Flat White Lies
We all tell lies sometimes.
Most often, we lie for our own convenience. For example:
“No, your moustache doesn’t make you look like a pedophile.”
Unless you’re speaking to Tom Selleck or Burt Reynolds, this statement is probably a lie. This lie helps you to avoid an awkward social situation. You can claim that you do it to spare someone’s feelings… but I know the real reason. You lie because you don’t want to deal with the fallout of telling the truth. That’s mostly why I lie, anyway… maybe I’m just projecting. Tell people what they want to hear and you don’t have to deal with hurt feelings or offended friends. They won’t kill the messenger for news that isn’t bad. I’m not here to pass judgement on how you live your life.
I am, however, here to pass judgement on how you serve coffee. At least as a cynical blogger/barista, it’s what’s expected of me. And I’d hate to disappoint, that would be awkward.
In coffee, I’ve noticed that baristas lie to their customers… often. Probably not every shop… but more than you might think. Not only that, but lying is often represented as a good idea. I used to work in a shop that wouldn’t steam hot milk above a certain temperature. Now, I’m not going to argue the merit or folly of that choice in this blog post. The thing that bothered me is that we wouldn’t steam the milk extra hot, and we told the customer that we would. A lie. A simple one, but a lie nonetheless. On Twitter, I’ve recently seen two speciality shop owners enthusiastically discuss how to trick the customer into drinking the right kind of coffee. “I just heat up the handle of the cup and they think the milk must be extra hot!” “Oh wow, I never thought of that! Can’t wait to try it!” The advice is to lie and then cover your tracks, to make the lie more believable.
During a recent workshop in San Francisco, this gem of a story was shared by some coffee pros (quoted from Sprudge.com):
“During their talk, they spoke on the importance of bringing customers in, and told the story of a man who came in who wanted the darkest coffee they had. Instead of telling the man about their approach to alternative roast styles, elevation, and their recent win at the SWRBC, they simply served the gentleman a cup of their espresso blend. He loved it. He came back. After several visits and short interactions, he noticed that the crew all drank espresso. He wanted to try it. Now, this man is a regular. They brought him in slowly and now? He loves talking about coffee, reading about source trips, and hearing about signature drink preparation.”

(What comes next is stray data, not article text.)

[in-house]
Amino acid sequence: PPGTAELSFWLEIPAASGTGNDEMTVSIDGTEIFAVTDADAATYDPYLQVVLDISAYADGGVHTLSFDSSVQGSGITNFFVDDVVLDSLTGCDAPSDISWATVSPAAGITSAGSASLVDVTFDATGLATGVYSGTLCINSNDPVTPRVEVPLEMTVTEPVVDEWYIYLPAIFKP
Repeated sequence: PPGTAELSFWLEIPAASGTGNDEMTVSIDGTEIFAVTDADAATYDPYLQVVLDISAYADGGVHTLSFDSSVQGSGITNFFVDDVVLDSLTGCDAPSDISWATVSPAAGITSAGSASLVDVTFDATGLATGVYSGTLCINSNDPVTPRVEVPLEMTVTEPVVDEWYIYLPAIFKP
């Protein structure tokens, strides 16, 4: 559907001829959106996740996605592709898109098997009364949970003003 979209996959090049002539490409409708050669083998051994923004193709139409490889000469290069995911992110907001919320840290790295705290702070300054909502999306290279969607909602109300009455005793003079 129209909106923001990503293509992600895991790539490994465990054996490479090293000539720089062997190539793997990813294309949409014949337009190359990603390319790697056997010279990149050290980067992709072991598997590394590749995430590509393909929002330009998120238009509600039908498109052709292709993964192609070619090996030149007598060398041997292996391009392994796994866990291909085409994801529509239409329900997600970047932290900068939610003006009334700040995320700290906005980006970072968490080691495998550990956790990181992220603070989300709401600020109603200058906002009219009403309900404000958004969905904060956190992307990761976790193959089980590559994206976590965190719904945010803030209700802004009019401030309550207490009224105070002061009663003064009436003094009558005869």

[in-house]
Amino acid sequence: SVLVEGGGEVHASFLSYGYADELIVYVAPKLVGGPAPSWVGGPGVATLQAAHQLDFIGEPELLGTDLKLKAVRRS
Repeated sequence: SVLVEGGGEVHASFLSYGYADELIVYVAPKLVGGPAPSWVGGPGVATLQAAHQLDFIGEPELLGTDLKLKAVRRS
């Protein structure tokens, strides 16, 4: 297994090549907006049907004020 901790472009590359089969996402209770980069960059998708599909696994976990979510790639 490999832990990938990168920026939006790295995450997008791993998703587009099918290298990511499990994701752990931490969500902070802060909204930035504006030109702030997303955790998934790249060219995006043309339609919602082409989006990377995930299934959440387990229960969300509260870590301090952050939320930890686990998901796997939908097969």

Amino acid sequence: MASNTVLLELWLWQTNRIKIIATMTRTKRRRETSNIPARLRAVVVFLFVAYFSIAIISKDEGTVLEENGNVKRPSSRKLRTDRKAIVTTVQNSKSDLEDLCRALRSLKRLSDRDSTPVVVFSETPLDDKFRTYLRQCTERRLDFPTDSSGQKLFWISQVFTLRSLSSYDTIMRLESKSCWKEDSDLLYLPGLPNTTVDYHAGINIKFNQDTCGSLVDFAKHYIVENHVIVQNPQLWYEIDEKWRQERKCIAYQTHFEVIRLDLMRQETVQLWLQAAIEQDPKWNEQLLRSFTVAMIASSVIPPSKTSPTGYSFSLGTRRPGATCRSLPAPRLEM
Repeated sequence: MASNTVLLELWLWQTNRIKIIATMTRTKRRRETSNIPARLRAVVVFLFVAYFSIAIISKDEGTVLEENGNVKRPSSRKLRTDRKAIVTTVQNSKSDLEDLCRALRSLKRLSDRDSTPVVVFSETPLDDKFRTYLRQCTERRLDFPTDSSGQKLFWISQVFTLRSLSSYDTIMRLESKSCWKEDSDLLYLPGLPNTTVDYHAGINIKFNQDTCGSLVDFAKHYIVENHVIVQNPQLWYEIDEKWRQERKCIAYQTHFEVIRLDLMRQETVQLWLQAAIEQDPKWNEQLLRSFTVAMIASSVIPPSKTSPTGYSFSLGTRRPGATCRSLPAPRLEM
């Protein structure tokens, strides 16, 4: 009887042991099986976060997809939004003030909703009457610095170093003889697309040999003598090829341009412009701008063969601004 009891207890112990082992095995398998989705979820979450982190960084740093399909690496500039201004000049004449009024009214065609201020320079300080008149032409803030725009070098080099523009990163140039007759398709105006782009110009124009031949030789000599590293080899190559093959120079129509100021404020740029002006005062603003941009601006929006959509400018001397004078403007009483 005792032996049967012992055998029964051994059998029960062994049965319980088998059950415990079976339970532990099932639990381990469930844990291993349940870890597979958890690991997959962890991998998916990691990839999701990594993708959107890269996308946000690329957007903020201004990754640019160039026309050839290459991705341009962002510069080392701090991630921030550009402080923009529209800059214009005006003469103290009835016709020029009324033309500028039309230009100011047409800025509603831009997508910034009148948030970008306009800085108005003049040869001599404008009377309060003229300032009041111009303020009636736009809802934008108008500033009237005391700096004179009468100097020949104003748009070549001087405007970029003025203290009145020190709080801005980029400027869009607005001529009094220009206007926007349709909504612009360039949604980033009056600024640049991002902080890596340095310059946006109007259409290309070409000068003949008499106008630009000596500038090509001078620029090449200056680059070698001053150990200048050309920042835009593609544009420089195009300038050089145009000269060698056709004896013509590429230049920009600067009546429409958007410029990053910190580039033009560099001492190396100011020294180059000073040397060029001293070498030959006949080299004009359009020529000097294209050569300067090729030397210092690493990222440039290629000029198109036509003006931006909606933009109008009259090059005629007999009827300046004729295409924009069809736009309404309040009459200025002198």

I get it, it’s meant to be a heartwarming tale about a man discovering speciality grade coffee. I just don’t want to forget it started with a lie. He asked for a dark roast, and he wasn’t told that he wouldn’t be given a dark roast. He paid real, hard-earned money for a drink he was promised, a drink he didn’t receive. He was given something else entirely. He was duped, plain and simple.
So why are we doing this?
Well, in my eyes, the problem is twofold: laziness and arrogance. Harsh, right? But I don’t see any other reasons. We want people to drink the kind of coffee that we know is best. Yet we don’t want to do it in a way that takes too much explaining or effort. The lies let us serve good coffee without the bother of unnecessary customer interaction.